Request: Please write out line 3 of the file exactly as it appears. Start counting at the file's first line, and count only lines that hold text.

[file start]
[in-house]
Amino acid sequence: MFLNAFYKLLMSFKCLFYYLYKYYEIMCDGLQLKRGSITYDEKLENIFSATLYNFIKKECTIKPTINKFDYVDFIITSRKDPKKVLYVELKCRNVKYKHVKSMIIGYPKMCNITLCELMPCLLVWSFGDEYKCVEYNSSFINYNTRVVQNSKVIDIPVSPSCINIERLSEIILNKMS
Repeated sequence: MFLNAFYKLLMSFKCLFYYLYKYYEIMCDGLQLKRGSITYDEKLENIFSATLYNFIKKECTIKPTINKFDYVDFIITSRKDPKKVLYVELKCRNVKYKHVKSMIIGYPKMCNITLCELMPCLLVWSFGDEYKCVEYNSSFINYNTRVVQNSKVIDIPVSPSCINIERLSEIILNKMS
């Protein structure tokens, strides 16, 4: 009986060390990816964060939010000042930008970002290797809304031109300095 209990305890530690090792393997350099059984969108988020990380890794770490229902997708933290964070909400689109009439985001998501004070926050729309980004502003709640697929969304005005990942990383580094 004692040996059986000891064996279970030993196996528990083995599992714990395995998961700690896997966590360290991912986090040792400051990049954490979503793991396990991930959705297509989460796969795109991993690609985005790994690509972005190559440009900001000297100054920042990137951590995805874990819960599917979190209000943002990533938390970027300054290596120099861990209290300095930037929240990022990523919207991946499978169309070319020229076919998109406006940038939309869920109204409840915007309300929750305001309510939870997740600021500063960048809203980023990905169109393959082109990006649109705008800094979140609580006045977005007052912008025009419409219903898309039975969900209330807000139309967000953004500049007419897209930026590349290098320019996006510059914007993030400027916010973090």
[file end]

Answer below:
Repeated sequence: MFLNAFYKLLMSFKCLFYYLYKYYEIMCDGLQLKRGSITYDEKLENIFSATLYNFIKKECTIKPTINKFDYVDFIITSRKDPKKVLYVELKCRNVKYKHVKSMIIGYPKMCNITLCELMPCLLVWSFGDEYKCVEYNSSFINYNTRVVQNSKVIDIPVSPSCINIERLSEIILNKMS